Verbal Abuse


      Verbal abuse
is difficult to identify and regrettably can be a
      common type of abuse in some marriages. Not all words that
      are meant to hurt are "ugly words." Someone skilled at verbal
      abuse can damage your self-esteem while, at the same time,
      appear to care deeply for you. The use of words to punish is a very covert attempt to
      control and regardless of how loving your spouse may appear to be, verbal abuse is
      wrong and can be just as harmful as physical abuse.
      Below are some common signs of verbal abuse:


           Being called names by your spouse. Any negative form of name calling is
               unacceptable. If you feel that it is a put down, then it most likely is. There
               are names that are obvious and, without question abusive. Then there are
               the covert, veiled attempts to put a spouse down that are harder to identify.
               Verbal abusers love to use constructive criticism to beat a spouse down.
               If your spouse is constantly criticizing you,"for your own good," be careful.
               This is the most insidious form of verbal abuse.

           *   Using words to shame. Critical, sarcastic, mocking words meant to put you
                down either alone or in front of other people.

           *   Yelling, swearing and screaming. I call this the "walking on eggs shells"
               syndrome because you are living with someone who goes verbally ballistic
               for very little cause.

           *   Using threats to intimidate. No threat should be taken lightly, even if your
                spouse tells you they are only joking, especially if it causes you to change
                behaviors or to feel on guard in the relationship.

           *   Blaming the victim. Your spouse blows his/her top and then blames you for
               their actions and behavior. If you were only perfect they wouldn't lose control!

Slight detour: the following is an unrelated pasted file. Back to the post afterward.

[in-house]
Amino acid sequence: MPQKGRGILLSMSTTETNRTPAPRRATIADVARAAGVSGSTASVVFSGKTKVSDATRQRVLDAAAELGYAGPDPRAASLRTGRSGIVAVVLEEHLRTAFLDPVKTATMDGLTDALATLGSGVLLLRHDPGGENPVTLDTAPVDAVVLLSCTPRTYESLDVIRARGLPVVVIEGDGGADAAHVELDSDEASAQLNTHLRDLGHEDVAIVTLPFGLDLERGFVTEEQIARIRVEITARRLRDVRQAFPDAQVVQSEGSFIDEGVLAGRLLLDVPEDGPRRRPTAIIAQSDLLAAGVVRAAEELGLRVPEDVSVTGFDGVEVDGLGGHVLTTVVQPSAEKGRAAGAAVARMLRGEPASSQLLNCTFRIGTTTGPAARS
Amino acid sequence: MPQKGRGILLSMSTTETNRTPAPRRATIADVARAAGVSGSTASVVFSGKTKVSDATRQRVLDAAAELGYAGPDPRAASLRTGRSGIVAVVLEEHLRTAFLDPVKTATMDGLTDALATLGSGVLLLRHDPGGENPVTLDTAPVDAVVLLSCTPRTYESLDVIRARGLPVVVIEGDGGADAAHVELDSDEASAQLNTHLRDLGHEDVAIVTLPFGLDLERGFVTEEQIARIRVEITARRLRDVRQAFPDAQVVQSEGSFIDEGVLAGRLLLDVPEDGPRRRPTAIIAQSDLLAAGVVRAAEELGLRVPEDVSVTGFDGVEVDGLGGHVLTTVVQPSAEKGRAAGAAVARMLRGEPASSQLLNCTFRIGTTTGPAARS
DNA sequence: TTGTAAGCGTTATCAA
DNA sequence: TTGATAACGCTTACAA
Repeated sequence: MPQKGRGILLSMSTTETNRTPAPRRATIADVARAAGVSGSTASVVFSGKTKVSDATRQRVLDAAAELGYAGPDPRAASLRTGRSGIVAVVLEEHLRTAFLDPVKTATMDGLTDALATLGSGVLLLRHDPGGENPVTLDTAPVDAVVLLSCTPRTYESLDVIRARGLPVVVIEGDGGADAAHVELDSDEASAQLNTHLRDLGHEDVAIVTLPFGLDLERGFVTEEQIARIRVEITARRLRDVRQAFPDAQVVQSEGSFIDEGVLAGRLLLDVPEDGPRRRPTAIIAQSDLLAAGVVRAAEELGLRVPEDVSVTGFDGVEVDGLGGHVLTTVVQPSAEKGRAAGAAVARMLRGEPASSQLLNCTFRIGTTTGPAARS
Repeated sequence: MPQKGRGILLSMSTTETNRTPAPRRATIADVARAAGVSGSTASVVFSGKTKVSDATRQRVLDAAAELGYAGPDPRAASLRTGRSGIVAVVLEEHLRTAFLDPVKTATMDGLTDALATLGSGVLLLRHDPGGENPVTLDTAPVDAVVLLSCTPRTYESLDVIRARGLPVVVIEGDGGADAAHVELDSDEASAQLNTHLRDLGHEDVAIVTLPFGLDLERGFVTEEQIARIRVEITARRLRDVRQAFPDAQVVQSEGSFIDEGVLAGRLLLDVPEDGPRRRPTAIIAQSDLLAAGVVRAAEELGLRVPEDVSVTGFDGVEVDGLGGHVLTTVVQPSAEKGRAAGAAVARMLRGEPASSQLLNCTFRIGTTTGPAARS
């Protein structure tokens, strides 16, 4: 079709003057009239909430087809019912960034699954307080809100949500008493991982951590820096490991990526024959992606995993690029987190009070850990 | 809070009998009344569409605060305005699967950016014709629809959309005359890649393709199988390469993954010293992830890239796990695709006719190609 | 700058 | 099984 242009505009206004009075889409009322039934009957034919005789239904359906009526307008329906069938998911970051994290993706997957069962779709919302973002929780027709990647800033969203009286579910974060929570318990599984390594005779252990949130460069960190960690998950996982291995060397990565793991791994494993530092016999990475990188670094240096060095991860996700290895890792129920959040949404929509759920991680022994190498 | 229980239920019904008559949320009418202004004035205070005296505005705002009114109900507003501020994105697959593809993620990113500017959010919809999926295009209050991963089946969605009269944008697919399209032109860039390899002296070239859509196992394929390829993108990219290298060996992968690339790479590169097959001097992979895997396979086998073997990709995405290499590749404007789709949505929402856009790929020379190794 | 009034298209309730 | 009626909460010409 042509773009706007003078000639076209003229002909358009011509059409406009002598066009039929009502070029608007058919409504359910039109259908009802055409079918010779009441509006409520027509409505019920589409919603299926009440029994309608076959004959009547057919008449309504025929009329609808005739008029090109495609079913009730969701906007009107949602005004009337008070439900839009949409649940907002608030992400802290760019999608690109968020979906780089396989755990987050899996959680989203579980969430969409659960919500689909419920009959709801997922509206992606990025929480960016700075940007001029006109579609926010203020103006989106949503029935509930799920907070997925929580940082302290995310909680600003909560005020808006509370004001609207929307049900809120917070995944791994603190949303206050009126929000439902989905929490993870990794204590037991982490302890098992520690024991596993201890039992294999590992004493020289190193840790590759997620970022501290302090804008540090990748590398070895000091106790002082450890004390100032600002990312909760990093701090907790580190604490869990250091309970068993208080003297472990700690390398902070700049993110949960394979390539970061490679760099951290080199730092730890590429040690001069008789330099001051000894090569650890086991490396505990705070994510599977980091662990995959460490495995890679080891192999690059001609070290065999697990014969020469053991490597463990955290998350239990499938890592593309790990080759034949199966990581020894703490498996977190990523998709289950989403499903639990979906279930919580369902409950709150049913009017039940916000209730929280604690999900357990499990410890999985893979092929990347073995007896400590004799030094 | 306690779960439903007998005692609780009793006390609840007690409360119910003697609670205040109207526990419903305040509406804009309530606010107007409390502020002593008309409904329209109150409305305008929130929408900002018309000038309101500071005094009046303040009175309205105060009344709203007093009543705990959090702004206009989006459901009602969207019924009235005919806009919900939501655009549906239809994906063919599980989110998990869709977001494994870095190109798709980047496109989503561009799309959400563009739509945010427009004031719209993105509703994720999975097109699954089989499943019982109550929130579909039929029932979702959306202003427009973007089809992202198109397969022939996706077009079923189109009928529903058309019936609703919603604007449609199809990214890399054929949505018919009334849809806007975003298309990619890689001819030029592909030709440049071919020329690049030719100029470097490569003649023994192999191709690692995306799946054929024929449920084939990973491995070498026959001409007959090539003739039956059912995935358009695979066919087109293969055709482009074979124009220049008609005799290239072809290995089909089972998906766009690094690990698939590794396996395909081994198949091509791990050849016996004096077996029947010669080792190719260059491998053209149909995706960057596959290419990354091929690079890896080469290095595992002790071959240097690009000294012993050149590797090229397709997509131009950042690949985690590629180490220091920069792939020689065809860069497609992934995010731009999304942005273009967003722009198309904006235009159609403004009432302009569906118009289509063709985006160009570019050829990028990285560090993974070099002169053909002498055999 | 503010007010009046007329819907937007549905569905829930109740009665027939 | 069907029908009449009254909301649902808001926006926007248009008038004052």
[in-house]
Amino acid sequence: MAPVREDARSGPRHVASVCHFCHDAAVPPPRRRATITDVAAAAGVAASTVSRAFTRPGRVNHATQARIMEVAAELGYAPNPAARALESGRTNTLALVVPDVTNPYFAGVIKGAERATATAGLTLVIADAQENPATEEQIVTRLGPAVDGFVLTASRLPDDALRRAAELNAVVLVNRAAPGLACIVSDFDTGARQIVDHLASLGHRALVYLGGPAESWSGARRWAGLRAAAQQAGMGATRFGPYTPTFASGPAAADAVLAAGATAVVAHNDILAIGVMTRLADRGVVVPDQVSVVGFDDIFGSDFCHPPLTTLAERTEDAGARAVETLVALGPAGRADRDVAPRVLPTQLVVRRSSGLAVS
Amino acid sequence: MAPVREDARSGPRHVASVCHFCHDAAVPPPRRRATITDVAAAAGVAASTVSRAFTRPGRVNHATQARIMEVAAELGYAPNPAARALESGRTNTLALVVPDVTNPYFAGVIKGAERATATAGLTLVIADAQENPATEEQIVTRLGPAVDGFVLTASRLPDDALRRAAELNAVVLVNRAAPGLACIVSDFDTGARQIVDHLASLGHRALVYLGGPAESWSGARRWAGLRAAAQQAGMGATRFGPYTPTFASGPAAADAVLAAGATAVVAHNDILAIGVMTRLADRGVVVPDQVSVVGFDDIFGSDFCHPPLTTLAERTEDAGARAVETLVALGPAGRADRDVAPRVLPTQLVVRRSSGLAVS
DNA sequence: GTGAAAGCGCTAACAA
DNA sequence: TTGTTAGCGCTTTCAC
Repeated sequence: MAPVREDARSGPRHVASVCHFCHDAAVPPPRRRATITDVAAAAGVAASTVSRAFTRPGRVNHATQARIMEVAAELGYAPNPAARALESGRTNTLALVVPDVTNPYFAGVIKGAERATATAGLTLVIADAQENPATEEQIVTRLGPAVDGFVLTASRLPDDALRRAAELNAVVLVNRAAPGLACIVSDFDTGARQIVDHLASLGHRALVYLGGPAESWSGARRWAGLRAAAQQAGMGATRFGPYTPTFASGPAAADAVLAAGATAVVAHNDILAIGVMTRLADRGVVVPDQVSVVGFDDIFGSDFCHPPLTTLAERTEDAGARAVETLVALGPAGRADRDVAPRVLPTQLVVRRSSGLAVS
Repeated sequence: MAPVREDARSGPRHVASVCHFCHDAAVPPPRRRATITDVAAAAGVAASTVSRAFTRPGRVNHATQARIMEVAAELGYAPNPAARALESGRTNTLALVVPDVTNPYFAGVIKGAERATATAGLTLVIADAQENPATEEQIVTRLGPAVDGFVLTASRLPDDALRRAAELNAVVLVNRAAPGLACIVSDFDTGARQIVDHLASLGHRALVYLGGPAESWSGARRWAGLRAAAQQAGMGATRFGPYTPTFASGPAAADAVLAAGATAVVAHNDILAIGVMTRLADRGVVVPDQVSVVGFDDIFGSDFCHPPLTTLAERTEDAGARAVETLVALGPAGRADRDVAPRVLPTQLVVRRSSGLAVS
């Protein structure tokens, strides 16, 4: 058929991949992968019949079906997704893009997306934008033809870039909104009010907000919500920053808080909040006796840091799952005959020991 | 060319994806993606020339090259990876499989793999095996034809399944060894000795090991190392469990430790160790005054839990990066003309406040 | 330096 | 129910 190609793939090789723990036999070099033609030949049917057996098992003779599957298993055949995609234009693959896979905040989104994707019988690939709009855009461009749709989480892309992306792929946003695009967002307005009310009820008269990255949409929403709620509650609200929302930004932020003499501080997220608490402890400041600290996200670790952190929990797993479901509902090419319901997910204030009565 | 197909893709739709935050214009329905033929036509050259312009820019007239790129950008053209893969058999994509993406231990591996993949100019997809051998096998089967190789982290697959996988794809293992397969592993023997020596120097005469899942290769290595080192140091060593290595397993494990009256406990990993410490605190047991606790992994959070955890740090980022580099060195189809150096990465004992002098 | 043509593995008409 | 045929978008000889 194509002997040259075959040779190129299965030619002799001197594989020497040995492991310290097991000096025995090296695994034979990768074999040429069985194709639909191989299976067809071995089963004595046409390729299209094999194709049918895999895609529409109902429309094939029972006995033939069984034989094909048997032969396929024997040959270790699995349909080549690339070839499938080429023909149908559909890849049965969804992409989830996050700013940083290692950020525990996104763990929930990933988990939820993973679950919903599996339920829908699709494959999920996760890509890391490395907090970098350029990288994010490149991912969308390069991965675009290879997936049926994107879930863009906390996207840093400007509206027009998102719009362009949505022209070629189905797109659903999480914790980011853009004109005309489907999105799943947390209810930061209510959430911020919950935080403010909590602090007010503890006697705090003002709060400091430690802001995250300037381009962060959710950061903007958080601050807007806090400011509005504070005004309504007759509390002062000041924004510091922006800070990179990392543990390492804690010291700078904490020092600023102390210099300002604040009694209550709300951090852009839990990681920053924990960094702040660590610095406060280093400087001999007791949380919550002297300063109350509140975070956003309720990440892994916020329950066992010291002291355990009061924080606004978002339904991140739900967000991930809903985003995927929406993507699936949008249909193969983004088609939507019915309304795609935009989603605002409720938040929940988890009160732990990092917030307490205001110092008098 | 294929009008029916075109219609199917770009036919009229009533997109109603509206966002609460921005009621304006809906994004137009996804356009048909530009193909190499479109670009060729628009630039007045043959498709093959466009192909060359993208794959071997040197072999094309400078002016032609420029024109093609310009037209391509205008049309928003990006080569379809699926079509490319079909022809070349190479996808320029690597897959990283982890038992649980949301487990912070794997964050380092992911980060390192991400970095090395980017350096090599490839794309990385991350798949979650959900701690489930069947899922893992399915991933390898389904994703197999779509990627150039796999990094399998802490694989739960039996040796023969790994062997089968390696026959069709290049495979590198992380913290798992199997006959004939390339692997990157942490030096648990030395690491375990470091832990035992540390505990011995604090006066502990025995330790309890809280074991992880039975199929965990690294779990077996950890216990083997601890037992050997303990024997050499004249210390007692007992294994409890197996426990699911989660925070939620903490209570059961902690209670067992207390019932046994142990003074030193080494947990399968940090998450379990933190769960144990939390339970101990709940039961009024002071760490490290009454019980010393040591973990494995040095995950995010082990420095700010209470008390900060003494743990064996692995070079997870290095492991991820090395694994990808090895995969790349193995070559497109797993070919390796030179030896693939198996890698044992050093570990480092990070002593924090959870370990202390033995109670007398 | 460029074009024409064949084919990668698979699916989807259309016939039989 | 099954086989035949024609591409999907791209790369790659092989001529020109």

*   Your feelings are dismissed. Your spouse refuses to discuss issues that
                upset you. They avoid discussion of any topic where they might have to take
                responsibility for their actions or words.

           *   You often wonder why you feel so bad. You bury your feelings,
                walk-on-egg-shells and work so hard at keeping the peace that every day
                becomes an emotional chore.
                You feel depressed and have even wondered if you are crazy.

           *   Manipulating your actions. The persistent and intense use of threatening
                words to get you to do something or act in a way you find uncomfortable.
                This form of verbal abuse is common at the end of a marriage. If your spouse
                doesn't want a divorce they will say whatever it takes to play on your emotions
                to get you to stay in the marriage. All in an attempt to get you to
                comply with their desires, regardless of what is best for you as
                an individual.

        Below are some helpful books that will help you to understand and
        address verbal abuse in your life.


Abuse is Always Wrong!
 
We are all made in the image of God,

  No one has the right to abuse the image
of God.